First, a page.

Vacant buildings are considered to be “extremely treacherous to firefighters” by the U.S. Fire Administration, which recommends marking hazardous structures as part of a larger strategy to identify and prevent vacant property fires.

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It’s particularly important that firefighters have the full picture before entering vacant buildings in Baltimore, which experiences two times as many fires in vacant homes as other areas across the country, according to a Sun data analysis and a 2018 study from the nonprofit National Fire Protection Association, the most recently available data. More than 12% of Baltimore’s structure fires over a roughly five-year period are in vacant properties, of which there are nearly 15,000. A majority are privately owned.

In response to a Public Information Act request, officials with the city’s law department said Baltimore does not track such fires. City fire union officials pointed out that the city contributes data for the federal fire administration’s National Fire Incident Reporting System, which collects information about the location of fires, among other things. However, the city law department said that system does not track fires in vacancies.

Allison Nicodemus, a State Fire Marshal administrative specialist who oversees the state’s data for the national program, said the Baltimore Fire Department can fill out an optional section for the reporting system about a fire building’s occupancy, but often does not.

The Sun compiled its own list of fires in vacant properties by cross-referencing records of city fires from January 2017 to March 2022, provided by the fire department, against a list of vacant city properties maintained by the city Department of Housing and Community Development. The study by the fire protection association relied on data from the National Fire Incident Reporting System, dated 2011 to 2015, and on an association survey of fire departments. City and the association define of a vacant structure differ slightly; the association’s description encompasses more buildings, such as those even temporarily without people living there.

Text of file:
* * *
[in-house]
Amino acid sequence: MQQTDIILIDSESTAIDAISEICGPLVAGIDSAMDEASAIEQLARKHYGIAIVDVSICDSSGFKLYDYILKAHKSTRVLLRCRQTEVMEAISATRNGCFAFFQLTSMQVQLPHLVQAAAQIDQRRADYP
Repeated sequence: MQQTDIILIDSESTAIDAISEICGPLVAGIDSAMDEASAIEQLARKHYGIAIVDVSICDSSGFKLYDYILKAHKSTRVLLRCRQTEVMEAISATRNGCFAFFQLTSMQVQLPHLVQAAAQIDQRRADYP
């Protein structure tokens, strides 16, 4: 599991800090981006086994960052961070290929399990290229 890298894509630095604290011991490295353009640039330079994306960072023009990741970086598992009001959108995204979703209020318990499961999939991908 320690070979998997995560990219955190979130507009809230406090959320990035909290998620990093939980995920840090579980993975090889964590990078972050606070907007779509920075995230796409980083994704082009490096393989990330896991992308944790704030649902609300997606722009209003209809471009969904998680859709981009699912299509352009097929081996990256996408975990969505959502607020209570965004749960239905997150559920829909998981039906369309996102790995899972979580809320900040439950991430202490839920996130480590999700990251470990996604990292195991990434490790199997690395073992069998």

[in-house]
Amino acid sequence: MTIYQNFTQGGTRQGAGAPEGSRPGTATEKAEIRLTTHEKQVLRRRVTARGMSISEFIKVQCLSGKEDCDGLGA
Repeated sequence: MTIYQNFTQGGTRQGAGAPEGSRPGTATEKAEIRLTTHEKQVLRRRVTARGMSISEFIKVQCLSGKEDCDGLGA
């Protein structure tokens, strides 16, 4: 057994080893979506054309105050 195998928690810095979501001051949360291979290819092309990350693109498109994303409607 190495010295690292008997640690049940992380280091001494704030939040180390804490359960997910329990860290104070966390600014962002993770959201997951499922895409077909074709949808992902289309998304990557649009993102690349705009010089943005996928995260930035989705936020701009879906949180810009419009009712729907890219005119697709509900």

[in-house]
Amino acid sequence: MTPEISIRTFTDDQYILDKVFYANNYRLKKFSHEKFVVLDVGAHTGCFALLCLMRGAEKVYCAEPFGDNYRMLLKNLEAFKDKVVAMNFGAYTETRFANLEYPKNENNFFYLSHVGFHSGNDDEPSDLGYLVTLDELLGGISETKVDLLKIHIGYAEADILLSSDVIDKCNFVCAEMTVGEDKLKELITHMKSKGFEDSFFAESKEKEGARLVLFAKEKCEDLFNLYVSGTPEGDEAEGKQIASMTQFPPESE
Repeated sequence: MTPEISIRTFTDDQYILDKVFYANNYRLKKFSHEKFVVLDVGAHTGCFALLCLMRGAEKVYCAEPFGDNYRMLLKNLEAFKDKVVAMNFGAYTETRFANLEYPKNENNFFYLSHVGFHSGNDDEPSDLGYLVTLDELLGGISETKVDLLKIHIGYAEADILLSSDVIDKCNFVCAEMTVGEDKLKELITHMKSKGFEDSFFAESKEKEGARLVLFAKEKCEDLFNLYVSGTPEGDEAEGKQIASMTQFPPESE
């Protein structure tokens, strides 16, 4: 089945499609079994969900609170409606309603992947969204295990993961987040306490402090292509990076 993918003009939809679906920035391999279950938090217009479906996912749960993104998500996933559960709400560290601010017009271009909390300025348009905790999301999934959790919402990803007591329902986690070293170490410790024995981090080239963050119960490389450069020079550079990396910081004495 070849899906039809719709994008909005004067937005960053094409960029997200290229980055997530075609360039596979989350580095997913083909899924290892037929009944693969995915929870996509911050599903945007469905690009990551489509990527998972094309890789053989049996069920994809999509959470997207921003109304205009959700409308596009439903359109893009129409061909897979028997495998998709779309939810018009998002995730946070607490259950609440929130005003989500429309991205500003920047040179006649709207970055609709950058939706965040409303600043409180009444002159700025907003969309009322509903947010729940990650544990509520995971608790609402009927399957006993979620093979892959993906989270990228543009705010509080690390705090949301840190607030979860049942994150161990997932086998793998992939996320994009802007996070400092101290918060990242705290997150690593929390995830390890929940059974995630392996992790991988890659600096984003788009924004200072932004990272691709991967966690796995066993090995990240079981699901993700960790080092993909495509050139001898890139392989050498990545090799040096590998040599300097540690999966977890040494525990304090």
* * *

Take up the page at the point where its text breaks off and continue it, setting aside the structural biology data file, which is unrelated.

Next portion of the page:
‘A different outcome might have occurred’

Baltimore’s last major effort to tag vacant properties dangerous to firefighters began in 2010 with Code X-ray. If a building had a red placard bearing a white X, firefighters were not supposed to enter unless there was a credible report of someone trapped inside.

It’s unknown how many placards were placed by the program. The city’s records, provided in response to a Public Information Act request, are largely undated and include numerous repeated addresses. A Sun analysis shows the program was limited to specific neighborhoods such as Govans, Druid Heights, Broadway East, Westport and Brooklyn. Homes were tagged for being “unsafe,” “deteriorated” or “collapsed,” among other reasons.

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Individual fire companies were charged with posting the signs, Svehla told City Council members at the recent meeting. Buildings were marked based on firefighters’ “experience” in a neighborhood, rather than using a vacant property list from the Department of Housing and Community Development, he said.

By 2012, the program was dead. Svehla said funding quickly ran dry, and the placards didn’t withstand the elements — they were made of cardboard. But the biggest reason the program ended was blowback from the community, he said.

“Some neighborhoods and some blocks had big Xs on almost every house on the block,” Svehla said. “I believe some council people started receiving some phone calls from people we represent, and we got calls that, ‘We may want to hold up.’”

In another blow to the goal of warning firefighters about dangerous vacants, Baltimore’s fire department lost historical data related to vacant properties during a massive 2019 ransomware attack on the city, Svehla revealed during the council meeting. The loss included data on firefighter injuries related to vacants.